Open Educational Resources LogoThe high cost of commercial textbooks (print and electronic) is a major concern for both students and their parents.  The Open Education “Mini-Grants” Initiative encourages instructors to use low-cost or free alternatives to expensive course materials; these can include open-access scholarly resources, library-licensed and owned resources, and learning objects and texts that faculty create themselves.

Fifteen $1000 “mini-grants” will be available this spring. These modest yet significant sums are meant to offer an incentive for the time it will take you to identify new resources, adjust syllabi, and modify assignments and can also be used to cover any actual expenses you incur.

We invite you to engage in this transition through a competitive grant process.

If you are interested in applying for this initiative, please attend one of the Open Education Initiative information sessions to be held Feb 21st and 22nd from noon to 1 pm in Jackson Library, Room 216.  Please RSVP prior to the workshop or any questions you have to Beth Bernhardt at brbernha@uncg.edu

The deadline to apply for the “mini-grants” is March 10th.  The application is available at http://tinyurl.com/o2xck9j.

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Join the UTLC on Wednesday, February 15, for a cup of coffee, tea, hot chocolate – pick up a snack – and they’ll have “s’more” materials! It’s a great time to meet with colleagues from across campus.

9-10am in the Faculty Center. There is no need to register – drop in as your schedule allows! Read more…

The Office of Sponsored Programs and University Libraries are co-presenting “Show Me the Money” – a workshop designed to explore how to get the most from grant seeking databases, including SPIN, GrantSelect, Grant Advisor Plus, and the Foundation Center.

The course will be offered in the Bryan Computer Lab, Room 211, from 3:30-5:30pm, and attendees will have an opportunity to access databases and engage in searches related to their topic(s) of interest.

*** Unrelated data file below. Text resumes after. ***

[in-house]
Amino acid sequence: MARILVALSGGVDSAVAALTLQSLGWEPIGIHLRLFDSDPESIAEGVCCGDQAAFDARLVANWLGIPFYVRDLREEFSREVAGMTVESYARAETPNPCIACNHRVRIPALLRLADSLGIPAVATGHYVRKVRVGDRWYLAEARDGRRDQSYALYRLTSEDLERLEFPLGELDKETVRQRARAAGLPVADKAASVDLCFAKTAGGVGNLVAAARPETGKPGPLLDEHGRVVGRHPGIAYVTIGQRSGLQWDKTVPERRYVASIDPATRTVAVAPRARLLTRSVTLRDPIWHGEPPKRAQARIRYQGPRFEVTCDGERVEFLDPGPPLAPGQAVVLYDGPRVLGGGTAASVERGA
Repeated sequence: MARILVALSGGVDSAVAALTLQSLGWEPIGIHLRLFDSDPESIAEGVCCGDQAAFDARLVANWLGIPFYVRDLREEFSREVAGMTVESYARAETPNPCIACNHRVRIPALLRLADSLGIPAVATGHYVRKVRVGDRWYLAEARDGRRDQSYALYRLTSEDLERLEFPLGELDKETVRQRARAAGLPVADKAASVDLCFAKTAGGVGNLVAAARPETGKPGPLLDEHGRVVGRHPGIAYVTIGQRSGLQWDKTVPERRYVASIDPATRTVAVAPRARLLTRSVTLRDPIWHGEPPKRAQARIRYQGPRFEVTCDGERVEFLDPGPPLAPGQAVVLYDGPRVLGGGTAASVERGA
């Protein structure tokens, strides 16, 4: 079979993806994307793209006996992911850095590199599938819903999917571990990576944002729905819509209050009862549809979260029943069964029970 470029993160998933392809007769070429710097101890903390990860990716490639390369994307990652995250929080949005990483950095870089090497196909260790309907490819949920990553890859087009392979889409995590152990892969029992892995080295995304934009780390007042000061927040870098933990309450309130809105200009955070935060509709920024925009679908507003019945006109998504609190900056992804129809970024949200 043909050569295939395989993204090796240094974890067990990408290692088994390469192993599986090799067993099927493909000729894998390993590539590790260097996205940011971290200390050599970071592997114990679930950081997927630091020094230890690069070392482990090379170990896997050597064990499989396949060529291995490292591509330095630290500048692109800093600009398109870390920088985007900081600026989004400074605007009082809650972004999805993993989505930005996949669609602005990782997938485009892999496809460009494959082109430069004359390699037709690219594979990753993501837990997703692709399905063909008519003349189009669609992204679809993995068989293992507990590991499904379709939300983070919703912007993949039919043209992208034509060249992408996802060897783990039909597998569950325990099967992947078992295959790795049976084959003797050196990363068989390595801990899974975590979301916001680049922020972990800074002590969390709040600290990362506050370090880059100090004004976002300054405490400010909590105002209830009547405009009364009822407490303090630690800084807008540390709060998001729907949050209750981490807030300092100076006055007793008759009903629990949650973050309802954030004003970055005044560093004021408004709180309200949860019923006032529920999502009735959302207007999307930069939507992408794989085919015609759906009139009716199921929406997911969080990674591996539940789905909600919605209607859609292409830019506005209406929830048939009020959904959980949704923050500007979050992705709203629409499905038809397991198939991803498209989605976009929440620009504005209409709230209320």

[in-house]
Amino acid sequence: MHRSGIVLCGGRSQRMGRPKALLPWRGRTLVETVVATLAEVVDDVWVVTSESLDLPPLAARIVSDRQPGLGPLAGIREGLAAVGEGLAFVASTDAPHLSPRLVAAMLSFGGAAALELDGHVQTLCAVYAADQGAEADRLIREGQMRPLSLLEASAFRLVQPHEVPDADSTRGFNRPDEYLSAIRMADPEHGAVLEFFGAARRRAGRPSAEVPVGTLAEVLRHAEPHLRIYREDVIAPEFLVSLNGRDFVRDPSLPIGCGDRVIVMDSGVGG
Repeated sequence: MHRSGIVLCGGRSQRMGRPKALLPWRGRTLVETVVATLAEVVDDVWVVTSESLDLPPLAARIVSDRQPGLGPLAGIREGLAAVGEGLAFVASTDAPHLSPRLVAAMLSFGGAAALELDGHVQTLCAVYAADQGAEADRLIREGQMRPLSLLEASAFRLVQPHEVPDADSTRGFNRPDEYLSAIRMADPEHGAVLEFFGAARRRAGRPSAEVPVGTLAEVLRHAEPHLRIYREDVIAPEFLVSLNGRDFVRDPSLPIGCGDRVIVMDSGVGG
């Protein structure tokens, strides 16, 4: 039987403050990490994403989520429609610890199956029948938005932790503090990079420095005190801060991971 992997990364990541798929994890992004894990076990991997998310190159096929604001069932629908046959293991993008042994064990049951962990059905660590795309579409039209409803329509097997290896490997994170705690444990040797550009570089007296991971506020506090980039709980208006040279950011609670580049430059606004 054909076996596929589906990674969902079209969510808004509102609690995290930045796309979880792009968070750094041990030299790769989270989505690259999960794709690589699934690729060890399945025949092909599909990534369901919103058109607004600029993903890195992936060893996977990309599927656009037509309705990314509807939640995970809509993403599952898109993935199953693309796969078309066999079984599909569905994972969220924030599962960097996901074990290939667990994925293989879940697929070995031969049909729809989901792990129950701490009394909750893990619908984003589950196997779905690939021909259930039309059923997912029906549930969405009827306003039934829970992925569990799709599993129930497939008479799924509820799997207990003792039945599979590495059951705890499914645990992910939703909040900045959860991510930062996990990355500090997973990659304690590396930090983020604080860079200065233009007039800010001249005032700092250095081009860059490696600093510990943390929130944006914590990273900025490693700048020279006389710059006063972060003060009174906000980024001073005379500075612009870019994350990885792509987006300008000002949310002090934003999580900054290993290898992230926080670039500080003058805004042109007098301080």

To register for this upcoming session, visit the registration link.

The Office of Sponsored Programs is also able to offer custom funding search workshops to departments, classes, centers, networks, etc. and can provide a five-minute “introduction” or a 60-minute workshop. Contact Dr. Aubrey Turner, Proposal Development Officer, at aubrey.turner@uncg.edu to find a solution that meets your needs.

Banner Enterprise Resource Planning (ERP) system of applications and data has been used at UNCG since 1997 to manage a vast array of essential university functions. In fact, Banner supports just about everything the University does to move students successfully from application to graduation, including advising, registration, curriculum management, course scheduling, financial aid, HR and payroll.
Read more…

Image Source: wikimedia.org
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Join the UTLC on Thursday, February 9, for a cup of coffee, tea, hot chocolate – pick up a snack – and they’ll have “s’more” materials! It’s a great time to meet with colleagues from across campus.

9-10am in the Faculty Center. There is no need to register – drop in as your schedule allows! Read more…

STAMPS Students at Goddard

The National Science Foundation has awarded one million dollars to support the Science, Technology and Math Preparation Scholarships (STAMPS) Program at UNCG.  The award will support a collaborative effort proposed by faculty and staff within UNCG’s College of Arts and Sciences, School of Education, and the University Teaching and Learning Commons. Read more…

Open Educational Resources LogoThe Office of the Provost and the University Libraries are joining together to support faculty interested in providing their students with a less expensive yet educationally rewarding alternative to expensive commercial textbooks.

The high cost of commercial textbooks (print and electronic) is a major concern for both students and their parents.  The Open Education “Mini-Grants” Initiative encourages instructors to use low-cost or free alternatives to expensive course materials; these can include open-access scholarly resources, library-licensed and owned resources, and learning objects and texts that faculty create themselves. Read more…